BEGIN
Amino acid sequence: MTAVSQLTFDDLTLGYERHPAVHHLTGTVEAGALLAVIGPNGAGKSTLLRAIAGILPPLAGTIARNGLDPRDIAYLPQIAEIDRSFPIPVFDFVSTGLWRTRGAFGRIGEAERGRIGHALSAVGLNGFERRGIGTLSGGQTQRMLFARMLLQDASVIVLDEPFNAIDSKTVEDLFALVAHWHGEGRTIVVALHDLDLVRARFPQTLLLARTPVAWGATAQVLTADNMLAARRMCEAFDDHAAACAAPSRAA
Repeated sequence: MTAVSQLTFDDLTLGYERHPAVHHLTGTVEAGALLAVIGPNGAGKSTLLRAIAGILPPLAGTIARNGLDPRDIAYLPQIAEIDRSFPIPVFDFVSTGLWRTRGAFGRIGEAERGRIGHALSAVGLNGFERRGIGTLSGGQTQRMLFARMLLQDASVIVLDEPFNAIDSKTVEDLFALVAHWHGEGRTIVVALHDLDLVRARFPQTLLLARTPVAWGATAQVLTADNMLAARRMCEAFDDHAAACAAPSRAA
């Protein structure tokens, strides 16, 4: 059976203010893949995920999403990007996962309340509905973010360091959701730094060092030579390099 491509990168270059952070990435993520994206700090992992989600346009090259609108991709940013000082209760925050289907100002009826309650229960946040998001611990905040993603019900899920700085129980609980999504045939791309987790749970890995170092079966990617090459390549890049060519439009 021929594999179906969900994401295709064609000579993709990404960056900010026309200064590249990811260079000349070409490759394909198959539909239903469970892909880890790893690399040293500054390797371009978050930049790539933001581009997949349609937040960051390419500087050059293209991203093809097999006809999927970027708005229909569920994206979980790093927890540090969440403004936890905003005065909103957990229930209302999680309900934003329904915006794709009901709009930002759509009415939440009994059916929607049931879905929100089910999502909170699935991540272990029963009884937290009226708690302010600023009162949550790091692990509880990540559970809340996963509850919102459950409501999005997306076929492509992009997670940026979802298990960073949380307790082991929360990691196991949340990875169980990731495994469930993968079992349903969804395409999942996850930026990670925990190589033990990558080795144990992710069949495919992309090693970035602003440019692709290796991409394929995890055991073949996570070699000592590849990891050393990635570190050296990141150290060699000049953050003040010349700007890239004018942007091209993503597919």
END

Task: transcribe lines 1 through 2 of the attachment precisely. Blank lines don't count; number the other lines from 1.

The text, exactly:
Amino acid sequence: MTAVSQLTFDDLTLGYERHPAVHHLTGTVEAGALLAVIGPNGAGKSTLLRAIAGILPPLAGTIARNGLDPRDIAYLPQIAEIDRSFPIPVFDFVSTGLWRTRGAFGRIGEAERGRIGHALSAVGLNGFERRGIGTLSGGQTQRMLFARMLLQDASVIVLDEPFNAIDSKTVEDLFALVAHWHGEGRTIVVALHDLDLVRARFPQTLLLARTPVAWGATAQVLTADNMLAARRMCEAFDDHAAACAAPSRAA
Repeated sequence: MTAVSQLTFDDLTLGYERHPAVHHLTGTVEAGALLAVIGPNGAGKSTLLRAIAGILPPLAGTIARNGLDPRDIAYLPQIAEIDRSFPIPVFDFVSTGLWRTRGAFGRIGEAERGRIGHALSAVGLNGFERRGIGTLSGGQTQRMLFARMLLQDASVIVLDEPFNAIDSKTVEDLFALVAHWHGEGRTIVVALHDLDLVRARFPQTLLLARTPVAWGATAQVLTADNMLAARRMCEAFDDHAAACAAPSRAA